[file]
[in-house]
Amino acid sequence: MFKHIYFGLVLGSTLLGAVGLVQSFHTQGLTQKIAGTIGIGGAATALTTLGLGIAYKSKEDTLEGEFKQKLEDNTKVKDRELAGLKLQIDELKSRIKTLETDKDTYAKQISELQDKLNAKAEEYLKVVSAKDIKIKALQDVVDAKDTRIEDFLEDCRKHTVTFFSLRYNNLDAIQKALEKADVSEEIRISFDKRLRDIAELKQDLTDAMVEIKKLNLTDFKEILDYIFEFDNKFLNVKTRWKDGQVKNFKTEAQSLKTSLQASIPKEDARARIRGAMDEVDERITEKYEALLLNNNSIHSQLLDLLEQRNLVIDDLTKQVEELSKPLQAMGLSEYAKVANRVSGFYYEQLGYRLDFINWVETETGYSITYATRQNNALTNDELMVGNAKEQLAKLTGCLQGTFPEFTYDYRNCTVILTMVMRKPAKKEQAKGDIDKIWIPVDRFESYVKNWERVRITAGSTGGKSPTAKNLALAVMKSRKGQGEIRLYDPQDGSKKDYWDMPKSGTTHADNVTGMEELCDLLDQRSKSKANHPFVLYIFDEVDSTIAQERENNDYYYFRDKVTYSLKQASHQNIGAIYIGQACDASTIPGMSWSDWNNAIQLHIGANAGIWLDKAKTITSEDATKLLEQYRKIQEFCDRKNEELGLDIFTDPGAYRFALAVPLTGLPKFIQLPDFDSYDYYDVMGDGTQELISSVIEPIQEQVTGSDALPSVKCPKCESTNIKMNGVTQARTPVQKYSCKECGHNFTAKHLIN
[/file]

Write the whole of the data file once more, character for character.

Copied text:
[in-house]
Amino acid sequence: MFKHIYFGLVLGSTLLGAVGLVQSFHTQGLTQKIAGTIGIGGAATALTTLGLGIAYKSKEDTLEGEFKQKLEDNTKVKDRELAGLKLQIDELKSRIKTLETDKDTYAKQISELQDKLNAKAEEYLKVVSAKDIKIKALQDVVDAKDTRIEDFLEDCRKHTVTFFSLRYNNLDAIQKALEKADVSEEIRISFDKRLRDIAELKQDLTDAMVEIKKLNLTDFKEILDYIFEFDNKFLNVKTRWKDGQVKNFKTEAQSLKTSLQASIPKEDARARIRGAMDEVDERITEKYEALLLNNNSIHSQLLDLLEQRNLVIDDLTKQVEELSKPLQAMGLSEYAKVANRVSGFYYEQLGYRLDFINWVETETGYSITYATRQNNALTNDELMVGNAKEQLAKLTGCLQGTFPEFTYDYRNCTVILTMVMRKPAKKEQAKGDIDKIWIPVDRFESYVKNWERVRITAGSTGGKSPTAKNLALAVMKSRKGQGEIRLYDPQDGSKKDYWDMPKSGTTHADNVTGMEELCDLLDQRSKSKANHPFVLYIFDEVDSTIAQERENNDYYYFRDKVTYSLKQASHQNIGAIYIGQACDASTIPGMSWSDWNNAIQLHIGANAGIWLDKAKTITSEDATKLLEQYRKIQEFCDRKNEELGLDIFTDPGAYRFALAVPLTGLPKFIQLPDFDSYDYYDVMGDGTQELISSVIEPIQEQVTGSDALPSVKCPKCESTNIKMNGVTQARTPVQKYSCKECGHNFTAKHLIN